Judas Iscariot is a tragic figure in the Gospels. He was responsible for betraying our Lord Jesus. John wrote this of Judas many years after the events unfolded in the garden of Gethsemane: “he was a thief; as keeper of the money bag, he used to help himself to what was put into it.”
Because Judas betrayed Jesus and John says he was a thief, I think we tend to write Judas off, but Judas spent years in the company of Jesus. Judas knew Him intimately and was part of the very inner circle of followers of Jesus.
Jesus certainly knew Judas as well. He knew well that Judas would be the one who would betray Him. Jesus “called it” at the Last Supper.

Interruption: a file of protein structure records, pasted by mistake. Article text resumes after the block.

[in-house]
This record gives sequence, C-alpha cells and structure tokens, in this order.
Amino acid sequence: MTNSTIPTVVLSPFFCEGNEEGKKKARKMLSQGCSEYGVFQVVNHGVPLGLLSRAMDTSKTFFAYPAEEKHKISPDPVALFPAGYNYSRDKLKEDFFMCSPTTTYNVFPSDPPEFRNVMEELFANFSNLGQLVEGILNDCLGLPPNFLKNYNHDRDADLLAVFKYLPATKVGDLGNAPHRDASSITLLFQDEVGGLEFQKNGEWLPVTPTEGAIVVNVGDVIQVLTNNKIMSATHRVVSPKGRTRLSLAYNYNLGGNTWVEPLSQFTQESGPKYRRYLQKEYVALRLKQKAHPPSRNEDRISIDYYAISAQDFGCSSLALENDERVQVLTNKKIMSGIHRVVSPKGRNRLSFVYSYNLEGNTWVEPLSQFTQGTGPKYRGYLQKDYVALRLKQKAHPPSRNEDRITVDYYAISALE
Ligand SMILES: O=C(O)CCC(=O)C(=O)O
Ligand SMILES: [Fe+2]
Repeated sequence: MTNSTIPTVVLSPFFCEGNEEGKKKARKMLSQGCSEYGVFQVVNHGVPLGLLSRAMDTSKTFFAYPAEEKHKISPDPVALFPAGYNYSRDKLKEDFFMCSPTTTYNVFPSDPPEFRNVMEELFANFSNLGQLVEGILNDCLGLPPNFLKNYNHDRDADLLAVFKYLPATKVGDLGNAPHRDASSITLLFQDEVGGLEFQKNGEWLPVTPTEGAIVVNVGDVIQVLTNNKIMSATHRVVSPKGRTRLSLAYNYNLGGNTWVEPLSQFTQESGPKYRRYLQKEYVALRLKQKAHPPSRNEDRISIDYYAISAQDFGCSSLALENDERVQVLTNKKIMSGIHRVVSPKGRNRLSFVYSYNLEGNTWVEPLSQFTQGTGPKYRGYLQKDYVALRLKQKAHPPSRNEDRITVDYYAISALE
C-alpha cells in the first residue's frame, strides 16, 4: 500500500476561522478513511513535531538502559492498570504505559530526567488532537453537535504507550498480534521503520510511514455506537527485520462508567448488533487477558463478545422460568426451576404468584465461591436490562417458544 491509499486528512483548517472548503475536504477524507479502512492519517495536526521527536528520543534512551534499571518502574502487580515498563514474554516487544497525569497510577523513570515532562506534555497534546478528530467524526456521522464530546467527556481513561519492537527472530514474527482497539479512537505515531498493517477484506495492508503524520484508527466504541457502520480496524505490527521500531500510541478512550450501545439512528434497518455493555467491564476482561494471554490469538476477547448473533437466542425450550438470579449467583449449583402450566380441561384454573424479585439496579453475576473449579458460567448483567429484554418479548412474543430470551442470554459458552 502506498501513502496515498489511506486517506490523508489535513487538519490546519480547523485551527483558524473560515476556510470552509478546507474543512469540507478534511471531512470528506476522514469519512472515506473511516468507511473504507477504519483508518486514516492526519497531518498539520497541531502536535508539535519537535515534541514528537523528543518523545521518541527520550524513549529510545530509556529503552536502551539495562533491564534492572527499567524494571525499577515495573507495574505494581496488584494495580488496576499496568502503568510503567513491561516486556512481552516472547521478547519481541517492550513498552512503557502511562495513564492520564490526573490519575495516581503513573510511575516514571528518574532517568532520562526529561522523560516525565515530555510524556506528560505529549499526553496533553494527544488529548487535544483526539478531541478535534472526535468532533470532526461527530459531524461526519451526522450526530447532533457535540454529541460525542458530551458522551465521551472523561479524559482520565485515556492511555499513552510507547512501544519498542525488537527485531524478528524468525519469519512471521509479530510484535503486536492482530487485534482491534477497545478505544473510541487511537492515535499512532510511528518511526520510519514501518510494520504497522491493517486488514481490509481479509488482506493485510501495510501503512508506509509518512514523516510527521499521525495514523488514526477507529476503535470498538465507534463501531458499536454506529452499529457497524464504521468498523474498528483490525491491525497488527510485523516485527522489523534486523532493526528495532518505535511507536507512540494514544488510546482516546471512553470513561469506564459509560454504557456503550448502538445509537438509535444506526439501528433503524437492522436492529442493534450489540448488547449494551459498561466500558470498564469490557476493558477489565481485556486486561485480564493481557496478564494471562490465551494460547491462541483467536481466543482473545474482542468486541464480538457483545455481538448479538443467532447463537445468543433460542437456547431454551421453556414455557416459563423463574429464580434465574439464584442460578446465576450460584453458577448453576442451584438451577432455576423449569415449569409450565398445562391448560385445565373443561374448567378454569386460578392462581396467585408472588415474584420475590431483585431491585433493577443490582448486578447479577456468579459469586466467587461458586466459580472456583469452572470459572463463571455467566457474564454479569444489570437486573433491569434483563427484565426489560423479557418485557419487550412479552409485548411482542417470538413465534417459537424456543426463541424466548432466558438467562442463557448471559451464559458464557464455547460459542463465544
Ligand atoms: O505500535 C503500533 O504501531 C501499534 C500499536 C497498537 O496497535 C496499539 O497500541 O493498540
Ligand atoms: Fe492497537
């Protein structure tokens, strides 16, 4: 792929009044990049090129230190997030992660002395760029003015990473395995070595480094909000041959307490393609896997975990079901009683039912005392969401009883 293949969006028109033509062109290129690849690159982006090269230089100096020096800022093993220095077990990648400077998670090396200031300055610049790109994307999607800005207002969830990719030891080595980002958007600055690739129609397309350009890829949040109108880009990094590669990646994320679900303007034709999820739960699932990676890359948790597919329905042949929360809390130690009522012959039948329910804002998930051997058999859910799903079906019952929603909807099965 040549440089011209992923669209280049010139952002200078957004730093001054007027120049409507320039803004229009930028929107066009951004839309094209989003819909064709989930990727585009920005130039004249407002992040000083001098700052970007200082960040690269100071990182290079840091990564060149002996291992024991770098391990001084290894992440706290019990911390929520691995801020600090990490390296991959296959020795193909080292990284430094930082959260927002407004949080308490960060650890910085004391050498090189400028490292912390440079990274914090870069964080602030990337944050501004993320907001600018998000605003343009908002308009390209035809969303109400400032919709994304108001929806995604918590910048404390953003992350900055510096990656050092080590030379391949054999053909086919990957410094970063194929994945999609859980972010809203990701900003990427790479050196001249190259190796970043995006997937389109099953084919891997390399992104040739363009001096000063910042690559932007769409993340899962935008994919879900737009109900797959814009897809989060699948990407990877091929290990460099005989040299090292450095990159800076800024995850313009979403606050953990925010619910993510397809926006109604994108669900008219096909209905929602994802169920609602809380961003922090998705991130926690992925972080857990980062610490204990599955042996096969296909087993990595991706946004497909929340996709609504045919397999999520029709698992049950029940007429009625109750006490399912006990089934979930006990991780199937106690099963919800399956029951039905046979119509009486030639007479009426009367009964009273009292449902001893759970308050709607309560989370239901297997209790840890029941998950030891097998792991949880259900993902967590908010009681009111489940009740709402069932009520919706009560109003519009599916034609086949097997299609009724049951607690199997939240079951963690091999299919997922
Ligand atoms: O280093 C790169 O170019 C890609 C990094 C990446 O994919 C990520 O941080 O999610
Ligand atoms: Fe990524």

Why did Jesus allow Judas so close to him all that time, knowing what Judas would do? John’s comment about Judas many years later, describing Judas as a “thief” who helped himself to the funds that Judas oversaw for the group of disciples, suggests that John knew the character of Judas as well. What are the implications of that?
The betrayal of Jesus, of course, was part of God’s plan. It had it happen. Jesus came to offer himself as a sacrifice for the sins of men, but Jesus added, “But woe to that man who betrays him!”
Judas stands as a dire warning for us. What sort of man betrays Jesus?